The World's Largest Public Domain Media Search Engine
Willowood - Public domain dedication image


Willowood - Public domain dedication image



Gesso panel created for the Salon de Luxe, at Miss Cranston's Willow Tea Rooms by Margaret MacDonald

Margaret Macdonald Mackintosh (5 November 1864 – 7 January 1933), was a notable artist and designer of gesso panels and metalwork. Margaret and her sister Frances were day students at the Glasgow School of Art, and worked together until Frances’s marriage to James Herbert MacNair and Margaret's marriage Charles Rennie Mackintosh, both prominent artists. Charles Rennie Mackintosh and Margaret Macdonald collaborated on many projects. Gesso panels designed by Macdonald for the Vienna Secession Exhibition 1900 Mackintosh room were hugely popular. Macdonald and Mackintosh were feted by their hosts and have been driven through the streets of Vienna in a rose bedecked wagon.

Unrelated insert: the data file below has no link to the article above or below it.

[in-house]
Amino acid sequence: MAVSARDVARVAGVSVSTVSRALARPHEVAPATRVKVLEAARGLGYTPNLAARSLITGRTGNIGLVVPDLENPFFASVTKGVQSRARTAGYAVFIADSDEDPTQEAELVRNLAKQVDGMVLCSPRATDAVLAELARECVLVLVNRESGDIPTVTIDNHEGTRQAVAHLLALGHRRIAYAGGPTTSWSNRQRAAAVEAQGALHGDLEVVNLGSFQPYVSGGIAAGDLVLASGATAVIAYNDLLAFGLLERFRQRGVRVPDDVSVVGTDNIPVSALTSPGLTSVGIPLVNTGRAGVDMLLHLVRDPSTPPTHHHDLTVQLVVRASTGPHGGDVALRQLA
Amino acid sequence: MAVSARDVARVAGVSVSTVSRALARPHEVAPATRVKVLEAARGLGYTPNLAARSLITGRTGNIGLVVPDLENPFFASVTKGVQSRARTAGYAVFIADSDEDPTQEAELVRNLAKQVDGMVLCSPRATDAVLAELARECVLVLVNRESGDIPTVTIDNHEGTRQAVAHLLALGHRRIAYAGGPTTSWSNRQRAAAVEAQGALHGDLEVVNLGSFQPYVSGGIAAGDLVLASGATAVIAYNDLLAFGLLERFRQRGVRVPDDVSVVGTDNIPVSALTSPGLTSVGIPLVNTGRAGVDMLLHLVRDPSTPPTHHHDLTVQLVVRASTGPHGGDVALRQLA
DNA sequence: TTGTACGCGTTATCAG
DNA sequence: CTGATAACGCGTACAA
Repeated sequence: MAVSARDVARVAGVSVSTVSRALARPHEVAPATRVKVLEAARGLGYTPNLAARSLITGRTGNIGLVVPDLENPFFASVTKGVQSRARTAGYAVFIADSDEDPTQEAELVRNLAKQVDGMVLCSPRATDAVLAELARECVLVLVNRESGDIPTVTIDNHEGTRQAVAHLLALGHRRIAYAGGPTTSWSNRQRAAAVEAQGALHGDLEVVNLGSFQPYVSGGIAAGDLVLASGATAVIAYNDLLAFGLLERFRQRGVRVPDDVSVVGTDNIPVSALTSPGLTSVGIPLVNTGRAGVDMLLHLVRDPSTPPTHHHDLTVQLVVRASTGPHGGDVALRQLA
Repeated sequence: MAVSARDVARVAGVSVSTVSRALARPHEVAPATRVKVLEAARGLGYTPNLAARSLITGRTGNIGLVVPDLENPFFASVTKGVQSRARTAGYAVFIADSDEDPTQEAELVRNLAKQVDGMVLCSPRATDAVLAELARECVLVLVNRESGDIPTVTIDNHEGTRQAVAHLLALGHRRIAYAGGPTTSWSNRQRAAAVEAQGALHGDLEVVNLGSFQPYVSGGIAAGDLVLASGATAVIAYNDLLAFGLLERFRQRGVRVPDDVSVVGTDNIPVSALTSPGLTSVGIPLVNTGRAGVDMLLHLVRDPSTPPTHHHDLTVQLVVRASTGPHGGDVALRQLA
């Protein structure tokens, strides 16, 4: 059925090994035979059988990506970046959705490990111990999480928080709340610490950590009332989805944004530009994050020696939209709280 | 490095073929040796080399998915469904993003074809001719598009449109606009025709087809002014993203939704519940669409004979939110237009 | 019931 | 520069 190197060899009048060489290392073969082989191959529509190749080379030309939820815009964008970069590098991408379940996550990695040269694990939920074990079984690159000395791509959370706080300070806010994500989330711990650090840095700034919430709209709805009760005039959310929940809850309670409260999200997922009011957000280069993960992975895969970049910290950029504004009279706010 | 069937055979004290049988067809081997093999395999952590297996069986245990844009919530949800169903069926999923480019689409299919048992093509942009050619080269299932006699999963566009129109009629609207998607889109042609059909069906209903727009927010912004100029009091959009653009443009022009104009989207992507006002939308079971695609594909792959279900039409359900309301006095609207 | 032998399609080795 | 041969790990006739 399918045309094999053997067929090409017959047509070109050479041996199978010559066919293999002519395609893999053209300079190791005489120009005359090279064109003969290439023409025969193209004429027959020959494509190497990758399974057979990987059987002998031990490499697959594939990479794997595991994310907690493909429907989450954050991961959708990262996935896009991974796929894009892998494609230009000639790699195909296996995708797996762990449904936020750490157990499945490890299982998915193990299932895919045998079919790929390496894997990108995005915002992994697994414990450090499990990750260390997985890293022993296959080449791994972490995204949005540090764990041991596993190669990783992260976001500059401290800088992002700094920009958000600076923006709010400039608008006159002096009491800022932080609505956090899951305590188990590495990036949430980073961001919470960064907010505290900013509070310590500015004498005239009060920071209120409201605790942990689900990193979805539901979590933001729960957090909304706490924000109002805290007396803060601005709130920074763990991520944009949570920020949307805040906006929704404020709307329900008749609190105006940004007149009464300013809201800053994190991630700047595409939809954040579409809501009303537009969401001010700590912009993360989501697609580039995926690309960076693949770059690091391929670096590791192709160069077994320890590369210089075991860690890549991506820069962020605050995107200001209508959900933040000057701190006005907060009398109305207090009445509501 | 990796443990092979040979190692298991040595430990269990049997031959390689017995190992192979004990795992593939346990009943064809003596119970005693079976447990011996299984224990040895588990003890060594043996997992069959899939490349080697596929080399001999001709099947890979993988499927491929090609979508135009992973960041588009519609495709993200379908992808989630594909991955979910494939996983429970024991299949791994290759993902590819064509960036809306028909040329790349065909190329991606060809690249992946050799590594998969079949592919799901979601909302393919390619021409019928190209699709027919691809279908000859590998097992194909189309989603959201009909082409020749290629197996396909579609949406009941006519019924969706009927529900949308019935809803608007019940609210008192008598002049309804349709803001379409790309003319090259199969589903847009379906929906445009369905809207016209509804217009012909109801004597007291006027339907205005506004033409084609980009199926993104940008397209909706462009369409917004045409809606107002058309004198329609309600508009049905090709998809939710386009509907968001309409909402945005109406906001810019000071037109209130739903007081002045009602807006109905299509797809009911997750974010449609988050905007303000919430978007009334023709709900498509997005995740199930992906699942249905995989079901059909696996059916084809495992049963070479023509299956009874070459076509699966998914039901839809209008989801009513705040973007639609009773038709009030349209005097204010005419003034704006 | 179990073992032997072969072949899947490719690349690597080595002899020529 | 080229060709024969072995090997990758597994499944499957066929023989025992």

Margaret Macdonald Mackintosh (1864-1933) was a Scottish artist and designer, who played a significant role in the Glasgow Style movement of the late 19th and early 20th century. She was born in Tipton, near Wolverhampton, England, but grew up in Scotland. Margaret Mackintosh was part of a group of artists, including her husband Charles Rennie Mackintosh, her sister Frances Macdonald, and her brother-in-law Herbert MacNair, who were all associated with the Glasgow School of Art. Together, they developed a distinctive style characterized by its use of stylized floral motifs, flowing lines, and a limited color palette. Margaret's work encompassed a wide range of media, including watercolors, metalwork, textiles, and interior design. Her most famous works are probably her watercolor paintings, which often feature ethereal figures and delicate, sinuous lines. She also produced a number of iconic textile designs, such as the "Gesso" and "Mackintosh Rose" patterns, which were used in a variety of applications, from curtains to furniture upholstery. Margaret Mackintosh's work was highly influential in the development of the Art Nouveau and Art Deco movements, and she remains a significant figure in the history of design and the decorative arts.



1000 - 1500


Wikimedia Commons

Copyright info

public domain

Explore more

1902 paintings
1902 paintings